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Emily McManus

Editor, TED.com, TED


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Rupert Sheldrake's TEDx talk: Detailing the issues

There's been a lot of heat today about Rupert Sheldrake's TEDx Talk. And in the spirit of radical openness, I'd like to bring the community into our process.


While TED does not vet speakers at independent TEDx events, a TEDx talk can be removed from the TEDx archive if the ideas contained in it are wrong to the point of being unscientific, and that includes misrepresenting the scientific process itself.

Sheldrake is on that line, to some commenters around Twitter and the web. His talk describes a vision of science made up of hard, unexamined constants. It's a philosophical talk that raises general questions about how we view science, and what role we expect it to play.

When my team and I debate whether to take action on a TEDx talk, we think deeply about the implications of our decision -- and aim to provide the TEDx host with as clear-cut and unbiased a view as possible.

You are invited, if you like, to weigh in today and tomorrow with your thoughts on this talk. We'll be gathering the commentary into a couple of categories for discussion:

1. Philosophy. Is the basis of his argument sound -- does science really operate the way Sheldrake suggests it does? Are his conclusions drawn from factual premises?

2. Factual error. (As an example, Sheldrake says that governments do not fund research into complementary medicine. Here are the US figures on NIH investment in complementary and alternative medicine 2009-2010: http://nccam.nih.gov/about/budget/institute-center.htm )

As a note: Please know that whether or not you have time or energy to contribute here, the talk is also under review by the TED team. We're not requiring your volunteer labor -- but we truly welcome your input. And we're grateful to those who've written about this talk in other forums, including but not limited to Jerry Coyne, PZ Myers, Kylie Sturgess and some thoughtful Redditors.


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  • Mar 7 2013: Sheldrake’s so-called dogmas are essentially well-validated assumptions or hypotheses, consistent with huge volumes of evidence. All are falsifiable, but many are so well established that the evidence that will falsify any one must be extraordinarily compelling. Yet scientists are more than willing to consider such evidence, just as they were when it appeared that we had seen neutrinos travelling faster than light.

    Morphic resonance is not a scientific hypothesis in the same way that intelligent design is not a scientific hypothesis: It lacks explanatory power (except in the sense that “Fred did it” is an explanation; there is no description of the mechanism by which it – ostensibly – works) and it makes no testable (ie, falsifiable) predictions. It is simply woo.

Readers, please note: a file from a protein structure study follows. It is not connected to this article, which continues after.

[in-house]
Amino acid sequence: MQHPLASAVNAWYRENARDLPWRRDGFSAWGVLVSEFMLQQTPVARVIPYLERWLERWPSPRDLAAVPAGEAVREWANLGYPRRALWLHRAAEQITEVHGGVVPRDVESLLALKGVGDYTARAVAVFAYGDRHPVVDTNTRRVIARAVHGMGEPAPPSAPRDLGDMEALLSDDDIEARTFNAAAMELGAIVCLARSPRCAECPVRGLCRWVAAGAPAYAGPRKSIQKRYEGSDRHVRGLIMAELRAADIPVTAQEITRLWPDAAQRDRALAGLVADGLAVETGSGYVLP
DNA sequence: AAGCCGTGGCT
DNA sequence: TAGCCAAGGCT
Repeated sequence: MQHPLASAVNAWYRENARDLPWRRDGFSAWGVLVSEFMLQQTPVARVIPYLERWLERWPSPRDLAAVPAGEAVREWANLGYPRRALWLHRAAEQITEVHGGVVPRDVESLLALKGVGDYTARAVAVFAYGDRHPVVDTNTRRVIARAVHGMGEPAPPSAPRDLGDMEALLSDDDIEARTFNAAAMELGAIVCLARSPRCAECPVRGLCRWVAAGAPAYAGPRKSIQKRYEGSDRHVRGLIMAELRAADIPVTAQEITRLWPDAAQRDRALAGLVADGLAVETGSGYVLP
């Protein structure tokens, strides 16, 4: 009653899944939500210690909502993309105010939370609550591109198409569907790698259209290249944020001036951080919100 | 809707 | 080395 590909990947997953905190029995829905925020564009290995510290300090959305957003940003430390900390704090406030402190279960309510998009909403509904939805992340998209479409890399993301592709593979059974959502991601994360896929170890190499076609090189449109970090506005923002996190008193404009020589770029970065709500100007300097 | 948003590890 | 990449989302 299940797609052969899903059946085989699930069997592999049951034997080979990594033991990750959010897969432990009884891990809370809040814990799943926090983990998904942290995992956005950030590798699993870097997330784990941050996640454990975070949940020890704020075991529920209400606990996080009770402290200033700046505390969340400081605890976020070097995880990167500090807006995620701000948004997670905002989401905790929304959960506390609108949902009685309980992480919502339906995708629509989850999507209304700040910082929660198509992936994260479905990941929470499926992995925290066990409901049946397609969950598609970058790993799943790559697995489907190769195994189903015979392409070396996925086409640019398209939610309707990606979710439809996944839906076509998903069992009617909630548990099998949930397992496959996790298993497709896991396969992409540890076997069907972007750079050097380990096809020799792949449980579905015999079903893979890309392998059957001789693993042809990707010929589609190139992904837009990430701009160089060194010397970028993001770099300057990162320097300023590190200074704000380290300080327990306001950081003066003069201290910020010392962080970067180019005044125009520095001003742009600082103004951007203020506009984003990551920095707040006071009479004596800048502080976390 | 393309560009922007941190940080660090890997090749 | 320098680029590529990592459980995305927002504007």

• Mar 7 2013: Oh, remember, Ant Allan. evidence for morphic resonanace has "already begun to show up". How can you possibly refute that! If he calls it a duck, it must be one.
      • Mar 7 2013: So, then, which non-existent testable prediction does this evidence validate? ;-)

        • Mar 8 2013: All of the above, of course. 8-)
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      Mar 7 2013: Evolution and the Big Bang are falsifiable theories but Intelligent Design and Creationism are not? What does it mean to be non-falsifiable? Which hypothesis has the truer ring?. . . "In the beginning God created the Heaven and the Earth." or, "In the beginning, for no reason or cause, Nothing exploded and Everything came into being." Rupert may lack accuracy and validity, I don't know, but he does have rights. Those rights are the point of this debate.
      • Mar 7 2013: Well, in the first place, MR and ID are not theories in the sense that evolution and BB are.

        The falsifiability is a property of specific testable predictions, which neither MR nor ID make.

        If you are as unfamiliar with the philosophy of science as you seem, you might like to read Kuhn, Popper or Deutsch on this.

        Sheldrake has the right to spout whatever pseudoscientific flapdoodle he likes. But he does not have the right to expect TED or TEDx to promote that or to add credibility by association with the brand.

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          Mar 7 2013: Did you read the blurb about the Abiogenesis of the Standard Model? Here it is again: "In the beginning, for no reason or cause, Nothing exploded and Everything came into being." I think you should offer some explanation as to why you whole-heartedly embrace that laughable statement (please do not call it a testable hypothesis having specific testable predictions) while summarily dismissing Genesis 1:1. Do you really see the Emperor's new clothes? Really? Do you think, for one moment, that the average TEDster says, "I know it's true I saw it on TED!"? Rediculous.
      • Mar 7 2013: I do think that the average Creationist says, “I know it’s true, I read it in the Bible.”

        I cannot do justice to the likes of Carroll, Hawking or Krauss, so I won’t try, but I know enough to see that your blurb is a woefully scientifically illiterate mischaracterisation of the BB. You do realise that abiogenesis concerns the origin of life, don’t you? Not the origin of our observable universe. Hmm… maybe you don’t.

        And you’re straying rather far from the topic in hand.

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          Mar 8 2013: You separate the theories of Evolution and the Big Bang, I don't. The only genesis hypothesis there is for either of the two is the one I characterize as "Everything Became When Nothing Exploded for no Reason or Cause". Your repeated denigration of me personally shows a lack of substance in your argument. Do you have a substantial explanation for the rationale behind censoring Mr. Sheldrake? If not you need not reply any further to me personally just to spew more insults upon me with your ad hominem fallacies. The Emperor is naked!
      • Mar 8 2013: Sheldrake's rights are not in any way the topic of this debate.

        He has every right to promote wrong ideas. That does not obligate TED to give him a forum for doing so.
        • Mar 8 2013: Just as I said earlier!